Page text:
Kingsolver and Tretheway
- Pages: 6
- Word count: 1304
- Category: Sustainability
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Kingsolver and Tretheway , have written very readable, very digestable books. I enjoyed reading both of the books very much. There are many similarities between the books. Obviously they are both about nature, in a catastrophic view. One is fiction and one is not. The second similarity I see is that both books focus on nature as part of society, not separate from. The authors draw the readers into the stories; the environment becomes another character within the story. The third similarity I see is how intricately detailed nature is communicated through the stories. While Kingsolver and Tretheway are similar in their writings, they also are different. The authors came from two different perspectives, one before disaster and one after .When the books were finished, I found myself in the middle. I found myself within the heart of Dickinson’s writings. Environmental sustainability is the concept of nature enduring over time.
Kingsolver in her book mysteriously unfolds the idea that the environment is cracking and part of the sustainability piece is losing ground. She places the butterflies on a mountain, and allows the reader to find them. She builds the story from there. Tretheway presents the reader with the catastrophe, and works back towards sustainability. Environmental sustainability is reliant upon both upon society and the economy to maintain effectiveness; and society and the economy is reliant upon the sustainability of the environment: (i.e. you cannot have a sawmill without trees). Kingsolver and Tretheway bring into their stories societal and economical issues. Kingsolver introduces the towns’ personality into the story and Tretheway introduces her towns’ history. In Flight Behavior, Dellarobia at first is viewed as saintly or “receiving grace” (pg 57) for her discovering the butterflies. As time progresses the towns’ view changes and becomes more focused on ways money can be made from the butterflies. The “red necked environmentalist” portrayed in the story become very real.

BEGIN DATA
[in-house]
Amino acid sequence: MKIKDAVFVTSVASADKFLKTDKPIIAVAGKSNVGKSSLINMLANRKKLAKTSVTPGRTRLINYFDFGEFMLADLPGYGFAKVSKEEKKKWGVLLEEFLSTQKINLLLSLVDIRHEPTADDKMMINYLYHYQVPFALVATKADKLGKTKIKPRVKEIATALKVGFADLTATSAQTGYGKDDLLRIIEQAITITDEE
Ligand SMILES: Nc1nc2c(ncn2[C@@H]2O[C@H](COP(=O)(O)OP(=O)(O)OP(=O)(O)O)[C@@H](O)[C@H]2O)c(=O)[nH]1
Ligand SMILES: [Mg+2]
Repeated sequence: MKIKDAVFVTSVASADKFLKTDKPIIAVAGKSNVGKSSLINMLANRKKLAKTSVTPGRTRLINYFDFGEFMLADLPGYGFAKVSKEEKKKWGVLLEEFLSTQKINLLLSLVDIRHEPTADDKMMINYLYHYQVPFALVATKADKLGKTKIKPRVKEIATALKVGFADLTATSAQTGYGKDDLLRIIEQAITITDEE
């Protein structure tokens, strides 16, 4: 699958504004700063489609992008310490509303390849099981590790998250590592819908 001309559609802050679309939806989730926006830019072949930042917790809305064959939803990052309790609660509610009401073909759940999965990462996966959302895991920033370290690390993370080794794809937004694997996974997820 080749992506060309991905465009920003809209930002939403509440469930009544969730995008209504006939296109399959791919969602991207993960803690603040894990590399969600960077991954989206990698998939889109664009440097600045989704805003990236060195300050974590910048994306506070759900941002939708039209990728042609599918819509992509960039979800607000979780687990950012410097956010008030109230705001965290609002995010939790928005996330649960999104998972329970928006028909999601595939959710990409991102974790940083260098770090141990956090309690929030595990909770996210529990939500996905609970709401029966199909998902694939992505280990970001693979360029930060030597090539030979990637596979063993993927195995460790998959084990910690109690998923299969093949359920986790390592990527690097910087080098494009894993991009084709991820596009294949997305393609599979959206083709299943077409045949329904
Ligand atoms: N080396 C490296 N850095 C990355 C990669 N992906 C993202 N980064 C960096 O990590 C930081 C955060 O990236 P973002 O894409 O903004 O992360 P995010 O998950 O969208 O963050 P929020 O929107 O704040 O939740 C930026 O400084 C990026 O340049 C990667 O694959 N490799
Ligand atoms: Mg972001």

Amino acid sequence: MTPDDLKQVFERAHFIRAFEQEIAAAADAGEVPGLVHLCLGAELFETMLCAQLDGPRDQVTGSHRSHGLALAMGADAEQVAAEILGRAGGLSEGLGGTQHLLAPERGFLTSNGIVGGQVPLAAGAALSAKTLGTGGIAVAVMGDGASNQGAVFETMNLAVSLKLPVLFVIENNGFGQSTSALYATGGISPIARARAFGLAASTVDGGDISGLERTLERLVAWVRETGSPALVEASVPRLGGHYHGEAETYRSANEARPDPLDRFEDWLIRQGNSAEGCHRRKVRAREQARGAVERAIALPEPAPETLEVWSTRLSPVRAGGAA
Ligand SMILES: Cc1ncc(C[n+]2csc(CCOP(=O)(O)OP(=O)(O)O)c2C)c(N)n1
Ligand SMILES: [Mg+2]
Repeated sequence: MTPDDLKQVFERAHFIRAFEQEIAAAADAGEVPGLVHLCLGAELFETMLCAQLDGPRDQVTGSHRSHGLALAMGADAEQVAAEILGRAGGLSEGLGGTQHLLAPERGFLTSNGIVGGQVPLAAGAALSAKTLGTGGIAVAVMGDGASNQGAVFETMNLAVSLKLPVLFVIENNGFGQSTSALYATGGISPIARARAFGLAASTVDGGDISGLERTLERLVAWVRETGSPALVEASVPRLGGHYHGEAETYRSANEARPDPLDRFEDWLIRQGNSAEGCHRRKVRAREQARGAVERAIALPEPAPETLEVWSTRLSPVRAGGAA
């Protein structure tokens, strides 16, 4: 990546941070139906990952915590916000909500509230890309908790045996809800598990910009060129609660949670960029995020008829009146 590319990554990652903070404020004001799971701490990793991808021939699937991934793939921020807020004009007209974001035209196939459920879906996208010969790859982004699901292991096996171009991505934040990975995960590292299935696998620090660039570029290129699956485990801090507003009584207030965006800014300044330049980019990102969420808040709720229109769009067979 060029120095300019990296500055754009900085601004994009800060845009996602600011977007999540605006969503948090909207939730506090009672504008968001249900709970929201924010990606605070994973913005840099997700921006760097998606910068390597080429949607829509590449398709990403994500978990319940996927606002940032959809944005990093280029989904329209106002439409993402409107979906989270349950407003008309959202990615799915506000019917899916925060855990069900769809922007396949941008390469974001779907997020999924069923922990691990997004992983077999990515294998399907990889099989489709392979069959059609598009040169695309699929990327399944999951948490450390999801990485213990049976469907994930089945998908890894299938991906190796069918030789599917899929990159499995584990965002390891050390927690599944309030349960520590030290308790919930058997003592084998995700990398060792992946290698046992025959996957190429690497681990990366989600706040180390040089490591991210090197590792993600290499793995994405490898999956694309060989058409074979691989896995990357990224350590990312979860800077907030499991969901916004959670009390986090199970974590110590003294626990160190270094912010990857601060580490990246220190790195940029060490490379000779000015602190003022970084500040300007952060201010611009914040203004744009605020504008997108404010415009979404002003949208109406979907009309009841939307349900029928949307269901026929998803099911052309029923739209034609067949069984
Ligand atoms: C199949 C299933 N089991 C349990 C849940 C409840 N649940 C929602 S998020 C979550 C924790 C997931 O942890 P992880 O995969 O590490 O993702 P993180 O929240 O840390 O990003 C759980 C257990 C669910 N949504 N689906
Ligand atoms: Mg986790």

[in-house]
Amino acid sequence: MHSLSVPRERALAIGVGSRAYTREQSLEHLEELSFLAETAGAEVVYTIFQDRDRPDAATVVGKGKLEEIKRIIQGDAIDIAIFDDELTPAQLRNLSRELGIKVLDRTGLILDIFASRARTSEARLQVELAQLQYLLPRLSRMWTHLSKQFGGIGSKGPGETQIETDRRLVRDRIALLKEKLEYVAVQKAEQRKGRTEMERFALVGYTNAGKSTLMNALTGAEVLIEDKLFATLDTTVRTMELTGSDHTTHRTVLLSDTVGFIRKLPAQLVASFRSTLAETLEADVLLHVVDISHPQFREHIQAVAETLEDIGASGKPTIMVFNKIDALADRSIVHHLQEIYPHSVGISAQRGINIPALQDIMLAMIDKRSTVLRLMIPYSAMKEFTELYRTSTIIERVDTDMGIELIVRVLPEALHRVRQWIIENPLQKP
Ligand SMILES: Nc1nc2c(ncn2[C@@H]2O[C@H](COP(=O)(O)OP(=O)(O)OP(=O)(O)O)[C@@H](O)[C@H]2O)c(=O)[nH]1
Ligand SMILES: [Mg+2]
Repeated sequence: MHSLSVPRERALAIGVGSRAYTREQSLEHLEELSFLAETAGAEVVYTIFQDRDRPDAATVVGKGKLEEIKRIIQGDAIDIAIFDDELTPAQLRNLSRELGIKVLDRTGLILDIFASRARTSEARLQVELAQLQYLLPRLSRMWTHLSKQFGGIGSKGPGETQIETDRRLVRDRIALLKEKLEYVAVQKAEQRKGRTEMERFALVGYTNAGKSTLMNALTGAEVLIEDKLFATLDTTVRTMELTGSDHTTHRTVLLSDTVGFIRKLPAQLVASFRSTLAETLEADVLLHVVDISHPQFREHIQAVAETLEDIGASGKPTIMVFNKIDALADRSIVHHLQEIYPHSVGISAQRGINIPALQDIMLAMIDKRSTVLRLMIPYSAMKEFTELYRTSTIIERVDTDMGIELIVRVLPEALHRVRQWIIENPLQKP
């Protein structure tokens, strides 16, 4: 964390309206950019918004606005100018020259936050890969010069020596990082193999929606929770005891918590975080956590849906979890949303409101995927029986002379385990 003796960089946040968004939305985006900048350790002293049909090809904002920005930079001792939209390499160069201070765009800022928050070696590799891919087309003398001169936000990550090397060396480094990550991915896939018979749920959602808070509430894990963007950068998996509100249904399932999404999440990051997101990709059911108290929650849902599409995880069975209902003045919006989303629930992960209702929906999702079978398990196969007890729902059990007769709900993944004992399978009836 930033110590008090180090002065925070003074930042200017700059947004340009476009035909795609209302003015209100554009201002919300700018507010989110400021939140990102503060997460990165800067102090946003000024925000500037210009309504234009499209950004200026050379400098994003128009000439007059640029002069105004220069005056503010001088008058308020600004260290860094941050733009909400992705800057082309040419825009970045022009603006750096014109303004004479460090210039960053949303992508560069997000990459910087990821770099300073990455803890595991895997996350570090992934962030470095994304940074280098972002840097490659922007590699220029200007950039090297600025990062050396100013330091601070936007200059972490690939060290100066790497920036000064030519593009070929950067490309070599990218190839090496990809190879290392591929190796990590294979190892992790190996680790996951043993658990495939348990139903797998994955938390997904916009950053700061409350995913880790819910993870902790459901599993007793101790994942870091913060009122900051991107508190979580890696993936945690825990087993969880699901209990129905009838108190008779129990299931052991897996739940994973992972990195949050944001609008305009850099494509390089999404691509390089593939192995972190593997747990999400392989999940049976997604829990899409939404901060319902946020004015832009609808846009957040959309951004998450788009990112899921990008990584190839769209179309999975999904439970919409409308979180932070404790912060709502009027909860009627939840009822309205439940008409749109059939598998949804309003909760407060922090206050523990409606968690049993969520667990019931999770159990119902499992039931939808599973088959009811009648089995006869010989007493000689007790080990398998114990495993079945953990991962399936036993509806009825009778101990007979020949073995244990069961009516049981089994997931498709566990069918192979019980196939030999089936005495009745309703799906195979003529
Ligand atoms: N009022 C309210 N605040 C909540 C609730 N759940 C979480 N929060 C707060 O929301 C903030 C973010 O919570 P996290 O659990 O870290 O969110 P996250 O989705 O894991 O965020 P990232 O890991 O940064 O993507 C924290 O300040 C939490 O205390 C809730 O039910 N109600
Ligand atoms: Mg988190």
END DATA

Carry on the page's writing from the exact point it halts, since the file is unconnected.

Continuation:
The readers can relate to them and therefore the reader begins to ask question of themselves: “What would I do?”, and more importantly, “What can I do?” Tretheway, on page 28, is commenting on a conversation she had with historian and activist, Derrick Evans. Evans had returned home to help rebuild Turkey Creek, a historic enclave within North Gulfport. “I don’t want to be able to say I can see the future…but the devastation brought on by the recovery”. In addition Tretheway introduce her community, her family to the reader. Joe, Son Dixon, her grandmother, Leretta Dixon, Aesha and others become known to the readers. The readers again ask questions of themselves. “What should I do to prevent this from happening to me?” Economical issues are brought into both of the stories as well. Kingsolver raised the logging debate. Tretheway raises the casinos built upon the gulf. In Flight Behavior, on page 53, Bear and Hester are talking about what they see: the butterflies.
…”Whatever the hell that is, it can’t be a damn good for logging…”. This story line in the book regarding logging continues, until the family is seeing that they are making enough money, without t he logging to make the payments. I don’t think Bear actually decides not to log. I think that the idea of logging the mountain is just put on hold. The economical issues that are spoken of in Tretheway’s book are regarding the land surrounding the wetlands. The casino’s and condominiums have displaced the hertigae of the coast. On page 28, Tretheway comments: “…where only folly seems to be returning with any ease, where some aspects of the former heritage of the coast are bulldozed and paved over, obscured beneath the concrete slabs of casinos and condominiums.